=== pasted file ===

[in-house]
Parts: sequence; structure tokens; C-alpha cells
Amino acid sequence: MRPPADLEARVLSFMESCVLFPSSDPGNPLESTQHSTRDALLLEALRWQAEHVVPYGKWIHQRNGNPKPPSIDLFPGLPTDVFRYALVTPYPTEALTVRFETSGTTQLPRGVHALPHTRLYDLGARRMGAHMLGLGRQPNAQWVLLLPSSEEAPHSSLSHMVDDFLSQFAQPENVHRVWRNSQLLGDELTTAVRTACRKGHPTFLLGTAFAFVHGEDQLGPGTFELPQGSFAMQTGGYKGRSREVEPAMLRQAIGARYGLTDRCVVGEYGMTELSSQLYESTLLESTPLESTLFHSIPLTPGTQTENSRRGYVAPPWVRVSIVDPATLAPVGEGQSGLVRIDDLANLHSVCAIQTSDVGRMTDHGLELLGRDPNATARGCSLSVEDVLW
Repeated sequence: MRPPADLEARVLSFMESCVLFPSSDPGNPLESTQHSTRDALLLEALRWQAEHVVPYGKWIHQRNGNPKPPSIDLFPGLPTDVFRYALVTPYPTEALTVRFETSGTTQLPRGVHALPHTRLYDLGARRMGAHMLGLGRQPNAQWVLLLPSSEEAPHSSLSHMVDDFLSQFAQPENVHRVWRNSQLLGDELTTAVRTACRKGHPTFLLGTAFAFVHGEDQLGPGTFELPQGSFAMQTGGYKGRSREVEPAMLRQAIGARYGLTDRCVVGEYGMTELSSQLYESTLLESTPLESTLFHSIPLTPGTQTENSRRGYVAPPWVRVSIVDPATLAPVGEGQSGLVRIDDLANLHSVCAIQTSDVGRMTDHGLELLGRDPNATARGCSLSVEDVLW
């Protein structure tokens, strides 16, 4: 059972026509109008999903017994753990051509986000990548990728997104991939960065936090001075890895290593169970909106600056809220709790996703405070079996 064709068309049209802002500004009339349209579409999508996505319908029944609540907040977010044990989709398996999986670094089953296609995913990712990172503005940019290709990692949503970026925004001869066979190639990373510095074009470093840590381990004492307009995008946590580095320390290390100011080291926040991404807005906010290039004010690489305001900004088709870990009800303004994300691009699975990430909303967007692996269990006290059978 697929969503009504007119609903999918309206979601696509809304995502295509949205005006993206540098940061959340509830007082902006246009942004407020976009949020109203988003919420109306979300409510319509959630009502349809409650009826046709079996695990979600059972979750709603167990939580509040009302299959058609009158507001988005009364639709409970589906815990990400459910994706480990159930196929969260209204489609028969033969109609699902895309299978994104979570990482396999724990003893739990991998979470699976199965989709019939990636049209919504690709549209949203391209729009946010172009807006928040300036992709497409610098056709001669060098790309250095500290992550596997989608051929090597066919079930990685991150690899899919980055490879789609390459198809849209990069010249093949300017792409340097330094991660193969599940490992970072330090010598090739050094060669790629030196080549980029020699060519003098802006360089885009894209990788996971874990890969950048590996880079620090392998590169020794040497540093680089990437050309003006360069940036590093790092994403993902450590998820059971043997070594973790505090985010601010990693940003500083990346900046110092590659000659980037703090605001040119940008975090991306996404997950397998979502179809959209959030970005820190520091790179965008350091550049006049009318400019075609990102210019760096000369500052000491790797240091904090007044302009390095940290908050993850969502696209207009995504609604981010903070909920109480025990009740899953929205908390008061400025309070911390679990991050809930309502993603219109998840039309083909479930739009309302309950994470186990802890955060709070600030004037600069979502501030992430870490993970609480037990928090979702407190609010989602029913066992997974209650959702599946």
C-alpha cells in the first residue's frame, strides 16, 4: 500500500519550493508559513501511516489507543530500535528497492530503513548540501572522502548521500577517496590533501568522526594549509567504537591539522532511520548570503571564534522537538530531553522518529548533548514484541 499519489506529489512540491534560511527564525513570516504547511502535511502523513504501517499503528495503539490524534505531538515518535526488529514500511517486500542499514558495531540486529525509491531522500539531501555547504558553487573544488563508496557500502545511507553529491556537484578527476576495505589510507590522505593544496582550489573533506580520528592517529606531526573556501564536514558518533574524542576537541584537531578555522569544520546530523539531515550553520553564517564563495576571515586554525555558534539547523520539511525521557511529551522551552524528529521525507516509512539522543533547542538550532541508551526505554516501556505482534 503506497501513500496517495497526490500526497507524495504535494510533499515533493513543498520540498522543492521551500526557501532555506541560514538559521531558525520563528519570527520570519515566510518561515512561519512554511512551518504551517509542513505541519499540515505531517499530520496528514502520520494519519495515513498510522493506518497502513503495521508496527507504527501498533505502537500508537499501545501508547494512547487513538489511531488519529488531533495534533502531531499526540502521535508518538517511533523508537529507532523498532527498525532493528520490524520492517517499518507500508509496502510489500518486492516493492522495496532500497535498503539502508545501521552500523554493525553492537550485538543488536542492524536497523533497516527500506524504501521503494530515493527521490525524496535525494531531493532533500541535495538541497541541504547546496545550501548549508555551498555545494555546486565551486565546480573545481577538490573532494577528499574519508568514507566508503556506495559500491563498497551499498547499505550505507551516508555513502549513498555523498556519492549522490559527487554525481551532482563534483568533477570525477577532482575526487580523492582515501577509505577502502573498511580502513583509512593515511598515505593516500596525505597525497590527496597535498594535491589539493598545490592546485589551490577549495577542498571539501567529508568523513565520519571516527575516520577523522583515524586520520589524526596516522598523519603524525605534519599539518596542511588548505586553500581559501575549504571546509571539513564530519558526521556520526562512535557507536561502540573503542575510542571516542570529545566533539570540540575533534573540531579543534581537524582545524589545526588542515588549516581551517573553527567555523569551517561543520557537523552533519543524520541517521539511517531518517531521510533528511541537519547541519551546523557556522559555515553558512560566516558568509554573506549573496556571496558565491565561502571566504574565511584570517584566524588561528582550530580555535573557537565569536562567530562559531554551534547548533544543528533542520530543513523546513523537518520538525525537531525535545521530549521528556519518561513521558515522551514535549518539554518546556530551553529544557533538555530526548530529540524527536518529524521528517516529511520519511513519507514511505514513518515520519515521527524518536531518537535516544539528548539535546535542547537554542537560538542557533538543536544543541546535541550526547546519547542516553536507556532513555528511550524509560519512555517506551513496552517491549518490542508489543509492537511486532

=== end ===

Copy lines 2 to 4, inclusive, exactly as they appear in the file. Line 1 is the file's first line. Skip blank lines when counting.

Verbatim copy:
Parts: sequence; structure tokens; C-alpha cells
Amino acid sequence: MRPPADLEARVLSFMESCVLFPSSDPGNPLESTQHSTRDALLLEALRWQAEHVVPYGKWIHQRNGNPKPPSIDLFPGLPTDVFRYALVTPYPTEALTVRFETSGTTQLPRGVHALPHTRLYDLGARRMGAHMLGLGRQPNAQWVLLLPSSEEAPHSSLSHMVDDFLSQFAQPENVHRVWRNSQLLGDELTTAVRTACRKGHPTFLLGTAFAFVHGEDQLGPGTFELPQGSFAMQTGGYKGRSREVEPAMLRQAIGARYGLTDRCVVGEYGMTELSSQLYESTLLESTPLESTLFHSIPLTPGTQTENSRRGYVAPPWVRVSIVDPATLAPVGEGQSGLVRIDDLANLHSVCAIQTSDVGRMTDHGLELLGRDPNATARGCSLSVEDVLW
Repeated sequence: MRPPADLEARVLSFMESCVLFPSSDPGNPLESTQHSTRDALLLEALRWQAEHVVPYGKWIHQRNGNPKPPSIDLFPGLPTDVFRYALVTPYPTEALTVRFETSGTTQLPRGVHALPHTRLYDLGARRMGAHMLGLGRQPNAQWVLLLPSSEEAPHSSLSHMVDDFLSQFAQPENVHRVWRNSQLLGDELTTAVRTACRKGHPTFLLGTAFAFVHGEDQLGPGTFELPQGSFAMQTGGYKGRSREVEPAMLRQAIGARYGLTDRCVVGEYGMTELSSQLYESTLLESTPLESTLFHSIPLTPGTQTENSRRGYVAPPWVRVSIVDPATLAPVGEGQSGLVRIDDLANLHSVCAIQTSDVGRMTDHGLELLGRDPNATARGCSLSVEDVLW